Leigh Hatts examines icons as 'windows' on heaven.
THIS year is the 1200th anniversary of the Seventh Ecumenical Council of Nicaea in 787 which encouraged the production of icons.
Many of today's experts assumed that the occasion would pass almost unnoticed but late last December arrangements were suddenly put in hand for London's first major exhibition of Byzantine art.
From Byzantium To El Greco at the Royal Academy of Art (daily until June 21; admission £2.50) comprises seventy icons displayed in a specially darkened top floor cavern which successfully encourages whispering and silence.
For the first time since the Cimabue Crucifix was dramatically displayed at the RA during Holy Week, part of the building has again taken on the nature of a church.
Indeed there is even a real apse and the sanctuary of a small church dating from 1597.
This enclosed environment with its air of reverence is important, for when an icon is divorced from its context it ceases to be truly itself. In Britain, Byzantine art is not well known and icons displayed in shops are little understood by the tourist.
It is as if the wooden block bearing the painting loses a vital dimension when forcibly removed from church or Christian home.
The true icon is a timeless image reflecting eternity of faith and is therefore free from topicality or such distraction as a date or artist's signature.
Since the icon is a window on eternity so the church screen hung with icons makes the church into a heaven on earth.
The Orthodox faith spread to Russia after emissaries had' reported back that they knew not whether the inside of a Constantinople church was in heaven or on earth.
Such is the importance of the icon that the people of Syros have at the last moment denied the RA exhibition its advertised culminating exhibit. El Greco's Falling Asleep of The Virgin Mary remains at home as a cherished object of use.
The earlier the icon the greater its simplicity. But the figure is always easily recognised. One of the oldest icons in London is a double sided icon for processional use from Kastoria Cathedral.
The painting of The Virgin Hodegetria is derived from an icon in Constantinople which was believed to be an actual portrait of the Virgin painted from life by St Luke.
He was the patron saint of the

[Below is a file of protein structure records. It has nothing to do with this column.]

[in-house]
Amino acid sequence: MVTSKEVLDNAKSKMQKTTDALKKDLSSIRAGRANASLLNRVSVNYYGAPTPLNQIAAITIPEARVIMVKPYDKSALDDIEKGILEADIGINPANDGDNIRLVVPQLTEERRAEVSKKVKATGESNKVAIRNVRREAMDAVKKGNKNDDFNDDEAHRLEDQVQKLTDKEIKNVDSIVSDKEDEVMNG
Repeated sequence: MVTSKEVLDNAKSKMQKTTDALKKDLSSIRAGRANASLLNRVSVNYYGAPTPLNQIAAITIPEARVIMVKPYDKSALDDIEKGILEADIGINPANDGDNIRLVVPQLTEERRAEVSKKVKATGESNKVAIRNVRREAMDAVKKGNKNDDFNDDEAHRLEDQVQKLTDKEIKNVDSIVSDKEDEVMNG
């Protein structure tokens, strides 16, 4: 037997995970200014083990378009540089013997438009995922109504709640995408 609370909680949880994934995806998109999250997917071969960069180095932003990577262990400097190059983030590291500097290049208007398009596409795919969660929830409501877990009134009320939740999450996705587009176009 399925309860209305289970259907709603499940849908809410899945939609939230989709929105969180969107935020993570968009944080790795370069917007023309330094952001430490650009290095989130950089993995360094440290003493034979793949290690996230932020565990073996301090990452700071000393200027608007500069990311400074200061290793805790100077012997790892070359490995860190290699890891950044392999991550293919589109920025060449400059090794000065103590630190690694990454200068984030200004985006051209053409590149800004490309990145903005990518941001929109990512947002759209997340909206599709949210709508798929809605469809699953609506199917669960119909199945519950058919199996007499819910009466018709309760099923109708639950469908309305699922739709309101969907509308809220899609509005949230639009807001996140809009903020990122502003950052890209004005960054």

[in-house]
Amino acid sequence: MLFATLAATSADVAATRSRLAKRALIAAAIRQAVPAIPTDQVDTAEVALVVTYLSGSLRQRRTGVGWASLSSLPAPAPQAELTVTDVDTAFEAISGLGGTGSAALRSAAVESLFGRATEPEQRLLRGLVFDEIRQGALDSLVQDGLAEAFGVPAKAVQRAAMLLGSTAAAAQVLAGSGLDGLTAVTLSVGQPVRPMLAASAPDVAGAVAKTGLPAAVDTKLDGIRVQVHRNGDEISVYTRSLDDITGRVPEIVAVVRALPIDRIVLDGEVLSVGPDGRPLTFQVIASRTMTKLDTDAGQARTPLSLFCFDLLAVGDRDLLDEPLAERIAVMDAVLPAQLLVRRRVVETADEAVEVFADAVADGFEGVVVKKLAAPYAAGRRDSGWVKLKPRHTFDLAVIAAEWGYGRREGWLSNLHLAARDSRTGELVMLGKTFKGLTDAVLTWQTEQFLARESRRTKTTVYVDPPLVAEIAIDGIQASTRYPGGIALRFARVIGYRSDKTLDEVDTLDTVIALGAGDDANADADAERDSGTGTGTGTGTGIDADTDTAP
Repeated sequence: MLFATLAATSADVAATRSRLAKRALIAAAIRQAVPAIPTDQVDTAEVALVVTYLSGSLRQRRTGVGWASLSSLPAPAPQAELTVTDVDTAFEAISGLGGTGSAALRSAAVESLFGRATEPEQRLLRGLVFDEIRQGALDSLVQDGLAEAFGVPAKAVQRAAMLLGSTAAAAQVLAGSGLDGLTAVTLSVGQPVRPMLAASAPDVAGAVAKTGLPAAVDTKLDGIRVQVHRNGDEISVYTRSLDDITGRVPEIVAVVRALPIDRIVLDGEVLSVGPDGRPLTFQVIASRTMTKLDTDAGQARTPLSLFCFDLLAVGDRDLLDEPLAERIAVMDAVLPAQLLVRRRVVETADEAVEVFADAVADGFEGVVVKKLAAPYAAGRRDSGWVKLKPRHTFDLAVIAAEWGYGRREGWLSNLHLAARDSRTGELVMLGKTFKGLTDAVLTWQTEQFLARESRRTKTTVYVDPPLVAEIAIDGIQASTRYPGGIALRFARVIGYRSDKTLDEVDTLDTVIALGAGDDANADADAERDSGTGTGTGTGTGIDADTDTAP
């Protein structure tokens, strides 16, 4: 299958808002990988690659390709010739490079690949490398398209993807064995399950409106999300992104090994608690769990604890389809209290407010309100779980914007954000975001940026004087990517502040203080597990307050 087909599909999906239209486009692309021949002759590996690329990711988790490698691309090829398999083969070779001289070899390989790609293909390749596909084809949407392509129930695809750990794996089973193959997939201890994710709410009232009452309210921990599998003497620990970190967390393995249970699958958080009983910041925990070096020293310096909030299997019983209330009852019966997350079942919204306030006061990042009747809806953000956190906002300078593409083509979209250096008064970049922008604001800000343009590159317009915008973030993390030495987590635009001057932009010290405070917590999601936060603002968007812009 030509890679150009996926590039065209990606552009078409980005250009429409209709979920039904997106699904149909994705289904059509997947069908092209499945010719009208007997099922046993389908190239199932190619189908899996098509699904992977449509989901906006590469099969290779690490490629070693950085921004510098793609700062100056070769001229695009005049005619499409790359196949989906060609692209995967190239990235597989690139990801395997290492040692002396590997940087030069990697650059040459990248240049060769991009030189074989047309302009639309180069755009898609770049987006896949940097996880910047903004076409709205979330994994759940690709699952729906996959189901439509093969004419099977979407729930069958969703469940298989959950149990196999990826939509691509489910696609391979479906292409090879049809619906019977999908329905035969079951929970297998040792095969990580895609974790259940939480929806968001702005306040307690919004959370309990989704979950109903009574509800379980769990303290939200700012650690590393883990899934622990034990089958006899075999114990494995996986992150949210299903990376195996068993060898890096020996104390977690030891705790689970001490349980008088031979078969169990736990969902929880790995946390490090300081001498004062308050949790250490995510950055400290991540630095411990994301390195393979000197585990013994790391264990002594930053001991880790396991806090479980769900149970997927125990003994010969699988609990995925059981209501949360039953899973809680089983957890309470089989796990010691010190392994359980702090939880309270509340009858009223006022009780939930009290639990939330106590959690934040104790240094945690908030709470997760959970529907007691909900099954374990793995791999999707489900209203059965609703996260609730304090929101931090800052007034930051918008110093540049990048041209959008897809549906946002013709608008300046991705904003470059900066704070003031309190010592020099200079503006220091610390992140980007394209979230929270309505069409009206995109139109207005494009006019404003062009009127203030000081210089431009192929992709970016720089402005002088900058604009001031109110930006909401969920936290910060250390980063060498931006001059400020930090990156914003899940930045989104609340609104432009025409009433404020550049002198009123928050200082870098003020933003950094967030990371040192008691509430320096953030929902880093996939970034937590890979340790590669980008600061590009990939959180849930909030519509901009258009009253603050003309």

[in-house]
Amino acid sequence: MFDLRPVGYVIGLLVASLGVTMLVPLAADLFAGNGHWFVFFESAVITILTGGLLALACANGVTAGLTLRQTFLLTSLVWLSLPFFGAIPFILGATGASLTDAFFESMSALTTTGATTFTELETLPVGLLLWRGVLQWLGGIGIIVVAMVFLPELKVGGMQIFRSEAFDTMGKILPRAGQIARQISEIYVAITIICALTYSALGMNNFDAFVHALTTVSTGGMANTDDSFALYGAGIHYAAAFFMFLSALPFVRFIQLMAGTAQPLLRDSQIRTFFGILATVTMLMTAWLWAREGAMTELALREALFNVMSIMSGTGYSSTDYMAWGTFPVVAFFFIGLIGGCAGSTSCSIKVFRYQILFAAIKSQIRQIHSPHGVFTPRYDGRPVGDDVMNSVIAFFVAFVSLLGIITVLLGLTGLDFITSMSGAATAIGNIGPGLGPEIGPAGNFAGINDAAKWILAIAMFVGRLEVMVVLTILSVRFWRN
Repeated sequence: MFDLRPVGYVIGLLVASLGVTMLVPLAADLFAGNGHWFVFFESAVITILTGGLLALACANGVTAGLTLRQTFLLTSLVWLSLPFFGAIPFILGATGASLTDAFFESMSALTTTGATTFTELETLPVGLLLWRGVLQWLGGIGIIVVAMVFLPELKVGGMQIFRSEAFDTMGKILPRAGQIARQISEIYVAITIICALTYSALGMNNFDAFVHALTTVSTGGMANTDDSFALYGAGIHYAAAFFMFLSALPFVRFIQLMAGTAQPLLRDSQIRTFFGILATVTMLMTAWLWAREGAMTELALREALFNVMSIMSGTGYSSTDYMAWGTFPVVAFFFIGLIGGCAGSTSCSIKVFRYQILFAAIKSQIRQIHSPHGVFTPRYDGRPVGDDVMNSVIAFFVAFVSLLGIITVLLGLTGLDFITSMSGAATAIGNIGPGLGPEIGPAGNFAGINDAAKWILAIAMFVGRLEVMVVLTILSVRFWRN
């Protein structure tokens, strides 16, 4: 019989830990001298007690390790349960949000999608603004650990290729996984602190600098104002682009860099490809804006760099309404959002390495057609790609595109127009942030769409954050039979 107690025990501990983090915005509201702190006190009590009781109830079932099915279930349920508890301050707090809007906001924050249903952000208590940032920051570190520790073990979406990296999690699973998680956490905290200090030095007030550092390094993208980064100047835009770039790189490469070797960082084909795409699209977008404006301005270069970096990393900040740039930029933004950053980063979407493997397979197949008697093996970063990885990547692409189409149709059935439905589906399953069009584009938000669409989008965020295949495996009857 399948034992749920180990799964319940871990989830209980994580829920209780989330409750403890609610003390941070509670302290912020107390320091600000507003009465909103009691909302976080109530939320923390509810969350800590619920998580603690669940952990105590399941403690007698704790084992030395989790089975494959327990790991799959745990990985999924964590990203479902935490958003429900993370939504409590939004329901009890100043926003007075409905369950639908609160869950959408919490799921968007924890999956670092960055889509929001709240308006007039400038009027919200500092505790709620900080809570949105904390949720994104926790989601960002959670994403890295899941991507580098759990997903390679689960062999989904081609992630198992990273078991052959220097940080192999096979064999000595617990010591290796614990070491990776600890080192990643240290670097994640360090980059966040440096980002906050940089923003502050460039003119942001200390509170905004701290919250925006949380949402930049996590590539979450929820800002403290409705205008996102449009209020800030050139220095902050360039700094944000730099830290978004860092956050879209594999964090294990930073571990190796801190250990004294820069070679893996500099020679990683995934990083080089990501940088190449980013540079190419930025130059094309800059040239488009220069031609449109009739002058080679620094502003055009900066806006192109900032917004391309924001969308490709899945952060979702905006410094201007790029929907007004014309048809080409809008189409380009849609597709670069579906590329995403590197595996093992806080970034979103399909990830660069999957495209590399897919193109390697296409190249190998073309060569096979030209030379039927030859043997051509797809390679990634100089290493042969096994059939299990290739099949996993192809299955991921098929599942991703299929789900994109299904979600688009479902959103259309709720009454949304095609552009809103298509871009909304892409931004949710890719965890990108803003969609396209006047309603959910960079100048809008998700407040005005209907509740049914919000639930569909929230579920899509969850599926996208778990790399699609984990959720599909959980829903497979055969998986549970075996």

Iraklion Guild of Artists and the empty space at the end of the exhibition has been filled with El Greco's St Luke Painting An Icon of the Virgin.
The Mother of God is preeminent among the saints and the move towards narrative and complexity is seen in the 13thcentury Dormition where bishops and deacons betray emotion as they look at the body of The Virgin.
In the late 13th century Christ Pantocrator (to be found in every church) has a lively and expressive face and by the 14th century, in one of the largest Byzantine icons ever painted, there are prominent cheekbones and an anxious expression.
The familiar face of St Peter has come from the British Museum. England and Greece both share St George and St Nicholas.
St Marina tends to be more popular with the Greeks but in her red dress we find the hint of a great coming together. There is a trace of a 15th-century Venetian costume. Crete was under Venetian Control and the Renaissance and Byzantine traditions were meeting. West also met and this year, as we both by chance prepare to keep Holy Week and celebrate Easter simultaneously, there will be added interest in the Passion and Cruxifixion icons.
An icon is not only found on wood but on church walls to create a larger 'window on heaven'. The excuse of moving walls from Greece to Piccadilly is that earthquakes have caused the wall paintings to be removed anyway.
The Anonymous Deacon has been exposed to the elements in a ruined church for many years.
That young deacon is holding a censer which might be found among the metalwork in the complementary exhibition of East Christian Art at Bernheimer Fine Arts, 32 St George Street, WI (weekdays until May 1: admission free).
A hundred pieces are on view including Greek and Russian icons from the 12th to early 17th century as well as works of art from Constantinople dated as early as 5 AD.
The RA's souvenir shop is selling a superb catalogue but missing is the very latest and most helpful book, Doors of Perception by John Baggley (Mowbray £9.95), which will be welcomed not only by art lovers but by all Western Christians who wish to understand the significance and spirituality surrounding icons.
Icon art: St George and the young man of Mytilene.